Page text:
Notes on the Upcoming G20 Summit (and Countersummit) in Toronto



The leaders of the G20 major economies are meeting in Toronto on June 26 and 27. Since the global financial crisis of late 2008, the people who rule the world have already met three times to discuss means by which they can, together, make it through the social storm that’s just over the horizon for neoliberal capitalism. The Toronto summit marks the fourth such occasion. Presidents, prime ministers, and the King of Saudi Arabia will relax, hang out, and decide how the working class is going to pay for bourgeois fuckups.

In Washington (November 2008), there wasn’t really any significant protest activity to speak of.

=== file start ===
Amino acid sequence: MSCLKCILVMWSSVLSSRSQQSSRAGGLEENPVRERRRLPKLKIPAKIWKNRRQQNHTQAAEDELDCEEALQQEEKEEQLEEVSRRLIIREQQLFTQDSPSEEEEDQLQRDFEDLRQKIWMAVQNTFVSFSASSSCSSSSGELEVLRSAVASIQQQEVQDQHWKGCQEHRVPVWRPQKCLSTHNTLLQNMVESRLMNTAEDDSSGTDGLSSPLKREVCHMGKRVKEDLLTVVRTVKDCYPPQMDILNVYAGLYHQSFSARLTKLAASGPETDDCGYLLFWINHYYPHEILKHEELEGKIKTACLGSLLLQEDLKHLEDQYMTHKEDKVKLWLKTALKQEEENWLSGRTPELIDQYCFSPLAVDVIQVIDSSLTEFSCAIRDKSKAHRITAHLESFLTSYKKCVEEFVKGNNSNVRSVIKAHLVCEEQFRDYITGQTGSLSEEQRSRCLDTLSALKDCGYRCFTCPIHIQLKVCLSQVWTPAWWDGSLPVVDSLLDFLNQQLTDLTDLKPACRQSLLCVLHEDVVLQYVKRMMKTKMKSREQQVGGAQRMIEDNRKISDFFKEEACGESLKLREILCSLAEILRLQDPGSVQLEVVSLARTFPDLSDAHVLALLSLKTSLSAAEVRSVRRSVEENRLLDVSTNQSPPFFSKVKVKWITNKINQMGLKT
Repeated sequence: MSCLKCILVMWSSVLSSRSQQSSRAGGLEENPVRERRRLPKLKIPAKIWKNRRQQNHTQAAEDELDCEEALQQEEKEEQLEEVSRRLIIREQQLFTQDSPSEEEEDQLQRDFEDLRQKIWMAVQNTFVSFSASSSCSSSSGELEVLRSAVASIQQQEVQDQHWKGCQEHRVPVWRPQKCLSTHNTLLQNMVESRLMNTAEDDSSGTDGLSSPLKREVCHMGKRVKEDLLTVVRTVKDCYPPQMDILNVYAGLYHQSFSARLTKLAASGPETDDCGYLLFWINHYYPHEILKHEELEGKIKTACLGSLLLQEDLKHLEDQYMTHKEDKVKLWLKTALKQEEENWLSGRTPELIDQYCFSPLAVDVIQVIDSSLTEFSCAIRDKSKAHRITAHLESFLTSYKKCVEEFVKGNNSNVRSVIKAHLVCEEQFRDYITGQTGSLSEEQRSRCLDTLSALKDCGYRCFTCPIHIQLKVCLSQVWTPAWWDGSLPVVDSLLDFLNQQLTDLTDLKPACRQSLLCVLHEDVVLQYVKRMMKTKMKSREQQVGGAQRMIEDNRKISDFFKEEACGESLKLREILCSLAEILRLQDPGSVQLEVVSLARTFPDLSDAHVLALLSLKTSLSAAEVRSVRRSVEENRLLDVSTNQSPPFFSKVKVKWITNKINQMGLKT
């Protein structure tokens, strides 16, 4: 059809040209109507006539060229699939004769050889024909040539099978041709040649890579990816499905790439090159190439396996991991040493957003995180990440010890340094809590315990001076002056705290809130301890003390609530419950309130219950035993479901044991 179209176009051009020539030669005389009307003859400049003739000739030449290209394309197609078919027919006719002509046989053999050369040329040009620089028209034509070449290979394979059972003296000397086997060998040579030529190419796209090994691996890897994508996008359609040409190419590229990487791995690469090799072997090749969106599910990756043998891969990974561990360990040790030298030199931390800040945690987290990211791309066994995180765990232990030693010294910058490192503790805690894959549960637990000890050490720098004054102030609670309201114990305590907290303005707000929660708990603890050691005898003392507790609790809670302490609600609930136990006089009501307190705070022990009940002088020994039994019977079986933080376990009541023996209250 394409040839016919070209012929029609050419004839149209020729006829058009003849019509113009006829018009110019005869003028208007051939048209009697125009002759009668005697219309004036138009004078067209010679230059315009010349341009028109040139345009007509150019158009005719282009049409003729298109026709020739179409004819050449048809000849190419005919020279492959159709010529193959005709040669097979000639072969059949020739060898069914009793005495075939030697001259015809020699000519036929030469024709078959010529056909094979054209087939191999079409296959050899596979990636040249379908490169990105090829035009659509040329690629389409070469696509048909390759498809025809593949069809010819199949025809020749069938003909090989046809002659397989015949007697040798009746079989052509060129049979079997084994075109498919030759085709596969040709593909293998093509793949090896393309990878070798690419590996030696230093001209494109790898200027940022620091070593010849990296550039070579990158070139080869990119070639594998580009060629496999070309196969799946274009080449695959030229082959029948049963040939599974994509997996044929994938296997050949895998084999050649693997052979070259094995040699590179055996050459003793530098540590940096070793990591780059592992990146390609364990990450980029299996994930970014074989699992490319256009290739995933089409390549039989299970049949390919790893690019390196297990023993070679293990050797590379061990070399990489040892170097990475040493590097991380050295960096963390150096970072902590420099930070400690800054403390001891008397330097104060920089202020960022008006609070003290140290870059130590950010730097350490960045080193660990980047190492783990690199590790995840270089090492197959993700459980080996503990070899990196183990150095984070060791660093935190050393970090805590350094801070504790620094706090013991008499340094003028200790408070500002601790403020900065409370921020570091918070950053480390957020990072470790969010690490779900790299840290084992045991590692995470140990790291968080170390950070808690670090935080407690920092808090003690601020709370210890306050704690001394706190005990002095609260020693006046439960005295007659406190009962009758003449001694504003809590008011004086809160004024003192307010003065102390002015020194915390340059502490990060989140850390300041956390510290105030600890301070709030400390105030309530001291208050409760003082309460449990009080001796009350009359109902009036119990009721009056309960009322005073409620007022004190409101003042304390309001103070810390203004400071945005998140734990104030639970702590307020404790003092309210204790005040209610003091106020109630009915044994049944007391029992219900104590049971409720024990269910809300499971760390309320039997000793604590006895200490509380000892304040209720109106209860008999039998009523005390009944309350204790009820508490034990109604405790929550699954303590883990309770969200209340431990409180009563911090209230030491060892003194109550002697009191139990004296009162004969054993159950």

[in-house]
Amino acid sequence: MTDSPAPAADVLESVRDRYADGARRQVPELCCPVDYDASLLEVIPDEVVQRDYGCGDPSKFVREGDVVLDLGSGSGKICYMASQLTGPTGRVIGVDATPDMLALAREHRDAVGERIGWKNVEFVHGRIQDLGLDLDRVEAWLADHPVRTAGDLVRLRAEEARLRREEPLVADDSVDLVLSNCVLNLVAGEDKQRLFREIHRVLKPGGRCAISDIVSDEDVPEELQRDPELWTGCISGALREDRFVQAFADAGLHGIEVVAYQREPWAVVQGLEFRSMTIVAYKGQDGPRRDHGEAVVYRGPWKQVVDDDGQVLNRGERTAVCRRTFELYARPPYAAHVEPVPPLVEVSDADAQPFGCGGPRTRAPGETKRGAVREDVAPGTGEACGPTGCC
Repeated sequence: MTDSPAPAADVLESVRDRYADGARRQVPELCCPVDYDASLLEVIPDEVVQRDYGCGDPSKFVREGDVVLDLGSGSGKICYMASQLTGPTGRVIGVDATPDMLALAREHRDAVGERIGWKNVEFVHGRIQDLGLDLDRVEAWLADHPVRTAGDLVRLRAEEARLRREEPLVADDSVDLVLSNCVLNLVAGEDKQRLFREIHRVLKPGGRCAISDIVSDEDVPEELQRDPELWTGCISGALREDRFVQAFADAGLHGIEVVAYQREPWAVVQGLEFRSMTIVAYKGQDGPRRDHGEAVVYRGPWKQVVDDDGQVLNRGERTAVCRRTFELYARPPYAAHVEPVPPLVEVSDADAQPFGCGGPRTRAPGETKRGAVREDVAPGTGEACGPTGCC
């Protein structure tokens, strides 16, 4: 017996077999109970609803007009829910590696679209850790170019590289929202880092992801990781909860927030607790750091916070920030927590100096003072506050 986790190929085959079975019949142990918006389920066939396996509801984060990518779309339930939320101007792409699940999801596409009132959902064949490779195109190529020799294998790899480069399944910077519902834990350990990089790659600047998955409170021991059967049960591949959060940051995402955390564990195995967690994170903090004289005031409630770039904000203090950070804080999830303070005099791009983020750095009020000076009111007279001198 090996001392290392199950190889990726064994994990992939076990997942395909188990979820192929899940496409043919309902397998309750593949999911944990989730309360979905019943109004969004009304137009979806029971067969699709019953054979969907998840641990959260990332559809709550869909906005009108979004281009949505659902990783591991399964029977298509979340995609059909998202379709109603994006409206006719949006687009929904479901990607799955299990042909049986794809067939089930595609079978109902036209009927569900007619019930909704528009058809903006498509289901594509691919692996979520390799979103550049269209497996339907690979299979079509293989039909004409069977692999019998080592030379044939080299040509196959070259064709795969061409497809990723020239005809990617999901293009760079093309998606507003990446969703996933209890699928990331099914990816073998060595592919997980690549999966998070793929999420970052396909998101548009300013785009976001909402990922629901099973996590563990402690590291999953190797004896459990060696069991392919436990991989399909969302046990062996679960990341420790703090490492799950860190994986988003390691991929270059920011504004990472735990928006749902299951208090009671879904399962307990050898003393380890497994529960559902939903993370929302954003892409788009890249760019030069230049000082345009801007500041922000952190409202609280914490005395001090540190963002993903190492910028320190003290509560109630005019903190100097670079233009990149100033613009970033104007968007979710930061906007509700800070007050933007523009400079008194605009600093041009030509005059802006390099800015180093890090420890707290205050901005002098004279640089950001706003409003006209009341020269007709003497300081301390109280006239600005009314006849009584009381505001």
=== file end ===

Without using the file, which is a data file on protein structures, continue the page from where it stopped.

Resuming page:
In London (April 2009), the marches and demonstrations that paralyzed the City recalled the pre-9/11 heydey of the antiglobalization movement, particularly as social democrats, reformers, and left-liberals remember it: big, colourful, and about “speaking truth to power”. There was some militant resistance, and the cops even killed a person, but London ’09 did not become the new Seattle ’99, as some had cheerfully predicted ahead of time. The reason that Seattle was so thoroughly co-opted by the impotent left was because it struck a chord around the world, and the actions of the black bloc were an essential part of that.